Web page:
Studies of state, local economic efforts yield surprises.
Over the past few weeks, the research center in which I work published three different studies evaluating the role of economic development programs in Indiana. The results of our work held some surprises and some not so surprising findings.
The first study evaluated the Indiana Economic Development Corp.’s suite of services. We made a number of small recommendations, suggesting, for example, that IEDC improve some website offerings, but it is clear IEDC is offering among the most up to date economic development activities. Moreover, the National Governor’s Association recently commissioned a study that strongly recommended other states adopt the type of public-private partnership in state economic development efforts that are in use here in Indiana. IEDC employs roughly 65 people, while several surrounding states had more than 400 workers. So, I would expect a lot more states embracing our model.
Among the more interesting findings were IEDC had significantly grown the number of employers it works with since shifting to the public-private model. In 2004, IEDC was working with employers of roughly 1 out of every 50 new jobs that came to Indiana. By 2010 that share had grown to more than 1 out of 25. We also found the new employers IEDC works with are more evenly distributed across the state than are new jobs as a whole. Still, most new jobs in Indiana never connect with the economic development apparatus at the local, regional or state level, which means economic development efforts alone won’t create prosperity.
The second study examined tax incentives in Indiana, at the state and local level. It is worth noting that to ask me and my colleague, Dagney Faulk, to study the issue required a great deal of political courage by IEDC. Both of us have studied and testified on tax incentives in a number of states, and some of my work helped aid the demise of Michigan’s largest incentive program in 2012.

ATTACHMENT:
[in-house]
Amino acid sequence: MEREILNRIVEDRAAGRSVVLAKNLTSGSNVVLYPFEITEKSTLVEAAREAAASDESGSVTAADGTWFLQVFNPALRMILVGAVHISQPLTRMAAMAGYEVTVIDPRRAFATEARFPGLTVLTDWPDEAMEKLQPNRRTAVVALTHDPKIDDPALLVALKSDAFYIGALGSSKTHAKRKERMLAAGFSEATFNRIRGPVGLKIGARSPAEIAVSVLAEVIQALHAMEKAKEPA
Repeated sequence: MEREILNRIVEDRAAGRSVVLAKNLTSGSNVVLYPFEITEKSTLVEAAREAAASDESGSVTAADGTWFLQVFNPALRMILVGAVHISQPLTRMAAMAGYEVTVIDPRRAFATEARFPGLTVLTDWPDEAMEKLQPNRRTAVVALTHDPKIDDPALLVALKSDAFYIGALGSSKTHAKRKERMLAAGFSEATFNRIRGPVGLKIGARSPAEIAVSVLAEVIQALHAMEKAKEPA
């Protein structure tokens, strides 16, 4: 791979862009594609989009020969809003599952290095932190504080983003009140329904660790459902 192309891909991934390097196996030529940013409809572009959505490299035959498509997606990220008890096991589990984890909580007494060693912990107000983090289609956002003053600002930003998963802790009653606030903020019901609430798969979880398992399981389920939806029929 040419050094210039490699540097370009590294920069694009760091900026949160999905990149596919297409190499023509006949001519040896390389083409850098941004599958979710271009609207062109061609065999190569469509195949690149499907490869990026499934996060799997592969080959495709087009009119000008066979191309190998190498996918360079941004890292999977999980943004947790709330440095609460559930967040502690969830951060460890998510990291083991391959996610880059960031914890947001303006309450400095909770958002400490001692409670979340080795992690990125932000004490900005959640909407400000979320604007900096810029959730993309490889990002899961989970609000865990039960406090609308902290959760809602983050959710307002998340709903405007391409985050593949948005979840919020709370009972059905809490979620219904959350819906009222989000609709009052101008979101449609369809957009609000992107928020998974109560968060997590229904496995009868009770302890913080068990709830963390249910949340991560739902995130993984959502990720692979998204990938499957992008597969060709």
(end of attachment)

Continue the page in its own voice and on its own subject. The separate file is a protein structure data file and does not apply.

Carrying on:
The data we used were of actual jobs created (according to the Department of Labor) and the size of the incentive reported by the states and counties. This is important because many critiques of the job-creating effects of incentives focus on the gap between the promised and actual jobs in a business. Economists believe the important question has nothing to do with the business that gets the incentive but rather the overall number of jobs in the region.
We found the state level incentives (granted only after the jobs are created) resulted in a new manufacturing job for every $1,000 or so of incentives. However, the costs to local government are closer to $30,000 per job. This prompted a final study on local tax abatements, which found that more liberal use of incentives was associated with higher taxes for other businesses and residents in a county. We cannot tell for certain if this is because places with high taxes need to incentivize firms or vice versa. Either way, local tax abatements appear to be a costly way to boost the local economy.
Michael J. Hicks, Ph.D., is director of the Center for Business and Economic Research and a professor of economics at Ball State University. Contact him at firstname.lastname@example.org.